Article Index

 

 II. The Epic Years 1921-1939.

 JOHN ALLASTER
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MCGILL UNIVERSITY

 

rsz moody

 

 

 

 

 

 

 

 

 

 

 

 

 

 

 

 

 

 

 

 

 

 

 

 

 

 

 

 

 

 

 

 

 

 

 

 

 

 

 

 

 

 

 

 

 

 

 

After the success of his 2007 effort Ezra Pound: Poet. A Portrait of the Man and his Work. Volume I: The Young Genius, 1885-1920, which Rebecca Beasley called "the most detailed portrayal of Pound's life to date" (2008), A. David Moody returns with his highly anticipated follow-up, covering Pound's time in Paris and Rapallo leading up to the outbreak of World War Two. Moody's first volume was met with significant praise;[1] however, as anyone vaguely familiar with Pound's wildly interesting and infamous biography will understand, the period in Pound's life that Moody considers in this volume is fraught with difficulty: the charges of anti-Semitism, fascism, and economic cantankerousness must be negotiated alongside his significant poetic and polemic output. Not only does Moody wrestle with these multivalent and politically charged issues, he does it well, as his two-pronged approach of exhaustive archival research and close reading of Pound's poetry combine to give a sense of Ezra Pound as a flawed yet sincerely caring individual.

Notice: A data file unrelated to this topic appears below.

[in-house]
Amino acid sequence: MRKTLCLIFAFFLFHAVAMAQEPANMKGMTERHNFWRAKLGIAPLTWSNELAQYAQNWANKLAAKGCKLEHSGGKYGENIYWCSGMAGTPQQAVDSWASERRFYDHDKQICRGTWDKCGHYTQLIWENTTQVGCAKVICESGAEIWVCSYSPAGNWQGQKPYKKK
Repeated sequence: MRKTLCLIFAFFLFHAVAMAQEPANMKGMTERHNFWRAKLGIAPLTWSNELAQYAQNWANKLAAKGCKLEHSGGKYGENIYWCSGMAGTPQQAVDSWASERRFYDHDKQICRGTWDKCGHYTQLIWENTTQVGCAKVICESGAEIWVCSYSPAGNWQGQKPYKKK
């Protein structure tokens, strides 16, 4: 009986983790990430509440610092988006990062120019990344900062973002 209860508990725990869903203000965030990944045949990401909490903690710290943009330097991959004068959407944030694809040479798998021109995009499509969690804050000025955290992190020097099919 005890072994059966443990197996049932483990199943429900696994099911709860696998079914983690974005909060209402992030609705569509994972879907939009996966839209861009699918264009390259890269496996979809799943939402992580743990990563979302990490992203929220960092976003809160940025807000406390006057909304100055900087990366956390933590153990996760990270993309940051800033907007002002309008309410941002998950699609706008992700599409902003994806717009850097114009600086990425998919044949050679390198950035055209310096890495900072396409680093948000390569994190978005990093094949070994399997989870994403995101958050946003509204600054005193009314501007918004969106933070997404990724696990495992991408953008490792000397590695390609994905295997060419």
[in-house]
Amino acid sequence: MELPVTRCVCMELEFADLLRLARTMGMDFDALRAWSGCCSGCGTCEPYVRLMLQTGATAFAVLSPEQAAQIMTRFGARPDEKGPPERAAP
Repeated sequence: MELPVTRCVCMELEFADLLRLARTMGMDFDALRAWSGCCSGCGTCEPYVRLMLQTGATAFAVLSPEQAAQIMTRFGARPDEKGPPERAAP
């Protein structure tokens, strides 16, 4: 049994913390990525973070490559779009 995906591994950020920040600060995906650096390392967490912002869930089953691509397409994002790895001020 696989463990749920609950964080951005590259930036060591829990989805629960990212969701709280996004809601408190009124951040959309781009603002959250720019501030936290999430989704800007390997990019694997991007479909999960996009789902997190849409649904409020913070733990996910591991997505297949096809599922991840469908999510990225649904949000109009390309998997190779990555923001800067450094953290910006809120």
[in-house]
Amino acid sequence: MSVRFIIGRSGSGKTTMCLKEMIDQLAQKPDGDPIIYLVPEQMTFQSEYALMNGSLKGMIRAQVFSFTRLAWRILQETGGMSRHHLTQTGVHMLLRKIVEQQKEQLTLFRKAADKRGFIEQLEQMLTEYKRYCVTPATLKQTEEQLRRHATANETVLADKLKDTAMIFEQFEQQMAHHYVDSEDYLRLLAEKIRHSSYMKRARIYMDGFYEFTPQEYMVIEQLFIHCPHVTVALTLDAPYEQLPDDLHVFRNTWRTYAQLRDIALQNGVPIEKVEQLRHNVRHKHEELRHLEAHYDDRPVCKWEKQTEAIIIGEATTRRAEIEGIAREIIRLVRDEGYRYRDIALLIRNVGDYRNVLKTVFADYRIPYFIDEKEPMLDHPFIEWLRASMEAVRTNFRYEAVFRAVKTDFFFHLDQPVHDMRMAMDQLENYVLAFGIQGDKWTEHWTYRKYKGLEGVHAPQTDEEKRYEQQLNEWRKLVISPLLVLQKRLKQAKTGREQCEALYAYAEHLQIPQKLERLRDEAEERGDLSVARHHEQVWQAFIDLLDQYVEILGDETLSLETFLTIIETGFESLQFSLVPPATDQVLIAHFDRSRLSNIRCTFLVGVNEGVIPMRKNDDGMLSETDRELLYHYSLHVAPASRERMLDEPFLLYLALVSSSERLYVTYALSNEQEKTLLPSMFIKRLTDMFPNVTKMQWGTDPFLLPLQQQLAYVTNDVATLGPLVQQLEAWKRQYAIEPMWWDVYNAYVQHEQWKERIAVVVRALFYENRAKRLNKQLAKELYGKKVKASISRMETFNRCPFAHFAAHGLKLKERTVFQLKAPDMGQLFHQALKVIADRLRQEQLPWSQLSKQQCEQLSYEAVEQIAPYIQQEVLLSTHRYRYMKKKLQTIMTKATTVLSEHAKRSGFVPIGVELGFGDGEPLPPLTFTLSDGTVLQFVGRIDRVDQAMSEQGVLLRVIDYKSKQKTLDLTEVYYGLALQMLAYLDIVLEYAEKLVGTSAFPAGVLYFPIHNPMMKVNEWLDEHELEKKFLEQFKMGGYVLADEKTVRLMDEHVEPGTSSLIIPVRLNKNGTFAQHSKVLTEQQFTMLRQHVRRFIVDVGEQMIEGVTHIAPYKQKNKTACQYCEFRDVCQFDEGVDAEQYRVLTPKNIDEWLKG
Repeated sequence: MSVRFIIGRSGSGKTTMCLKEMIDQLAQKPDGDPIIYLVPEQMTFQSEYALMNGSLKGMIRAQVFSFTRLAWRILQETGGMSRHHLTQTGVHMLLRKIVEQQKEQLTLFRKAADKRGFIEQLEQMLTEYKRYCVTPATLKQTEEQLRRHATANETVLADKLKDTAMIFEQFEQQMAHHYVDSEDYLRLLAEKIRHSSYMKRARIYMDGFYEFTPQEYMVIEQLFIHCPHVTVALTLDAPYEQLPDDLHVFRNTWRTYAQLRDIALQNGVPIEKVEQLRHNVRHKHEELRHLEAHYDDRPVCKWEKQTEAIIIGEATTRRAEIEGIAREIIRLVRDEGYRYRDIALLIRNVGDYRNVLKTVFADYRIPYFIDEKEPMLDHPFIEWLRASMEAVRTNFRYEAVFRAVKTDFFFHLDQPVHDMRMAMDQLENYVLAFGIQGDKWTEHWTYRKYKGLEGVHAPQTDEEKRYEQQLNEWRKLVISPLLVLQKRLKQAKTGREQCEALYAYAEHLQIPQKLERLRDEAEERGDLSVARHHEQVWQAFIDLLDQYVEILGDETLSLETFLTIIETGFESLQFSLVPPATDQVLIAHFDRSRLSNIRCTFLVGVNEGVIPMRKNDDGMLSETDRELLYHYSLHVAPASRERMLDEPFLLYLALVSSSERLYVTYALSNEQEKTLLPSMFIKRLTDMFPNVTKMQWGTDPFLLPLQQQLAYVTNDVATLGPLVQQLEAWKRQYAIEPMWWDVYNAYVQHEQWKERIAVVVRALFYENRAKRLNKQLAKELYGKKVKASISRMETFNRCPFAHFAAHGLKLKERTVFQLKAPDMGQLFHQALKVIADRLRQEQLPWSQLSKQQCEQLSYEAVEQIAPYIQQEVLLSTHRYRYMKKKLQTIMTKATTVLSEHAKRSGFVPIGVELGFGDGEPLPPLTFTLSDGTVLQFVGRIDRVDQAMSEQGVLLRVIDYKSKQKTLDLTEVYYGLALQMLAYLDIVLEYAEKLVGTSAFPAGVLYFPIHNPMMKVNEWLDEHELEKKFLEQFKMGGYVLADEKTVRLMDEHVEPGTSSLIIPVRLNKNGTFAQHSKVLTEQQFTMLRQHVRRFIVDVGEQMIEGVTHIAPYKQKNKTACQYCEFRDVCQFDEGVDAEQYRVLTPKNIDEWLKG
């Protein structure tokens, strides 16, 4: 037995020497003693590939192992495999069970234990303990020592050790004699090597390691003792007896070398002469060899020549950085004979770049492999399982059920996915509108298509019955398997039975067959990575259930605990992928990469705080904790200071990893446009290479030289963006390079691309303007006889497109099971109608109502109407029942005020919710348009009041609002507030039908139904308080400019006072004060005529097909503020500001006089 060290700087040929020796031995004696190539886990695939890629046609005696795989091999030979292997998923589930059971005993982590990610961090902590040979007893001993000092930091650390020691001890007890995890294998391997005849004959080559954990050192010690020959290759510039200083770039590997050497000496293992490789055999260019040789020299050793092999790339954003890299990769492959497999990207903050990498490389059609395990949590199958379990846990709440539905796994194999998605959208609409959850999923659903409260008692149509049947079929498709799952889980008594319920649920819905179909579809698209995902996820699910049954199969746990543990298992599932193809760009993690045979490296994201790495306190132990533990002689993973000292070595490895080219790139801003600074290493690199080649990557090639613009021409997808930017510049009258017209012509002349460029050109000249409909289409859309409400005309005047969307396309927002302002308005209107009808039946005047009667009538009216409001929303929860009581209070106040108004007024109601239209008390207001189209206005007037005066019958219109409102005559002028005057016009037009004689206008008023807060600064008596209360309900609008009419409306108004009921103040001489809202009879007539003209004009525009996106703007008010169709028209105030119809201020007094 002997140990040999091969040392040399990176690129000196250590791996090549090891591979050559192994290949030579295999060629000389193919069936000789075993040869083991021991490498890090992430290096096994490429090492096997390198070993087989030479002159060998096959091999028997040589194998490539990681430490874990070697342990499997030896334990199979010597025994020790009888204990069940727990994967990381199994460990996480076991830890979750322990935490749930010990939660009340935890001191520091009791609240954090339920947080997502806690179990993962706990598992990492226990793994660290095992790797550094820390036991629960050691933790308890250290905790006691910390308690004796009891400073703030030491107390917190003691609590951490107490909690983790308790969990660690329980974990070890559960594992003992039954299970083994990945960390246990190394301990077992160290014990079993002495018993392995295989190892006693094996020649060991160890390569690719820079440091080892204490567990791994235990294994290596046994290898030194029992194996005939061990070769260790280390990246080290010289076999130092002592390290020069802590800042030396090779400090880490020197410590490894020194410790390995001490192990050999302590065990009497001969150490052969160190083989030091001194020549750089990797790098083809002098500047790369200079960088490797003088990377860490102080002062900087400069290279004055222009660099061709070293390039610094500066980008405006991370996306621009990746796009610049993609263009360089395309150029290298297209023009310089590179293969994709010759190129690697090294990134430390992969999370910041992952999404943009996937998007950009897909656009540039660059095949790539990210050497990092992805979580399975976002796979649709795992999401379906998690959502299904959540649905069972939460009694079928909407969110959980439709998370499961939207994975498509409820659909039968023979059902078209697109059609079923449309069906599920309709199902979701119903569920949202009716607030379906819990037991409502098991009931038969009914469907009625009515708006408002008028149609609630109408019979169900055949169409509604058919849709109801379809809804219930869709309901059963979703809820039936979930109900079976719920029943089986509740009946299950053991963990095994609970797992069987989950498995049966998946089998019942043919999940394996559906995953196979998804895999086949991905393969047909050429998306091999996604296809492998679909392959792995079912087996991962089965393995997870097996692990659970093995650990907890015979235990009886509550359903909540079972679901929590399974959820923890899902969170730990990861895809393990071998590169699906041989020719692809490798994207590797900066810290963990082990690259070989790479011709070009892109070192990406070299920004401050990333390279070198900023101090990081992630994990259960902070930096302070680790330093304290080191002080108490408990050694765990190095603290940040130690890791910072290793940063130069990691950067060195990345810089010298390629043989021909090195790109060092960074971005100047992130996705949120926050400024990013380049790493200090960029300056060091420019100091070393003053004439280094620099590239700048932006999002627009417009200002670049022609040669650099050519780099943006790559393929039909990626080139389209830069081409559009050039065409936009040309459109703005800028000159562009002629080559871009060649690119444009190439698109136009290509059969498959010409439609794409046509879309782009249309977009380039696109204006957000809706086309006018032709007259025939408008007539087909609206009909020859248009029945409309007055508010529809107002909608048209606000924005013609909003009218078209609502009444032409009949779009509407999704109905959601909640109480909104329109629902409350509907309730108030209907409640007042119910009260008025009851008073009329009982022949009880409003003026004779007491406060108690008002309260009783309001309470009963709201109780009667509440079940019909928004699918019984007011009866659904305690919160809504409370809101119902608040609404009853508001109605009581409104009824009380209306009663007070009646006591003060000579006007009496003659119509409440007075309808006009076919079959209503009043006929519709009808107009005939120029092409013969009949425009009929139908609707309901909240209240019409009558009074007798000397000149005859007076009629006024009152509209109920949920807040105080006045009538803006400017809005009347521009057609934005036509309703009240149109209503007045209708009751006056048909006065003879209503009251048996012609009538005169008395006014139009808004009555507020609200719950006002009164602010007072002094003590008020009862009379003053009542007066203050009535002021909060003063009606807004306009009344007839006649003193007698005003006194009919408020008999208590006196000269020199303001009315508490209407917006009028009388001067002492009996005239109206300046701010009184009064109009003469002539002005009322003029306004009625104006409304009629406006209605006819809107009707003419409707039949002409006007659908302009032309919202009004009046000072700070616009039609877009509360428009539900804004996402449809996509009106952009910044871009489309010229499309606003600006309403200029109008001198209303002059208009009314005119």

The biography is broken into six parts covering Pound's three-year sojourn in Paris from 1921-24; his time in Rapallo from 1924-32; 1933, the year Pound met Mussolini for the first and only time; Pound's growing obsession with economics from 1933-37; the turning point in world politics from 1937-39; and Pound's brief return to America in 1939. These temporal limits serve to demarcate not just political realities; with the exception of the final section, they also delineate Pound's significant artistic projects in those periods. The term "artistic projects" might seem curious to those unfamiliar with Pound's varying output; however, alongside major poetic projects such as the various phases of the cantos including A Draft of XXX Cantos, Eleven New Cantos (Cantos XXXI-XLI), The Fifth Decad of Cantos (Cantos XLII-LI), and Cantos LII-LXXI, Pound also wrote two operas: La Testament de Villon and Cavalcanti, several musical pieces for violin, an original treatise on musical harmony, and [RP1] organized the revival of Vivaldi's music with his long time lover, violinist Olga Rudge (Vivaldi having been almost entirely lost to all but a few eclectic musicologists at this point). With the exception of a few of the violin pieces, which are situated in temporal context, Moody closely explores each of these projects in a sophisticated manner informed by Pound's ideologies. One criticism to raise here is that in the longer sections treating poetry such as the China Cantos (LII-LXI) or the John Adams Cantos (LXII-LXXI), Moody's readings understandably take in the works with a much wider lens, which leaves the reader wanting more, especially in the way his closer readings of some of the earlier individual Cantos did; however, his readings of these poems, inflected by Pound's personal and political ideologies, inform the biography superbly and act as a primer for individuals not interested in an extended treatment of poetry in the midst of biography.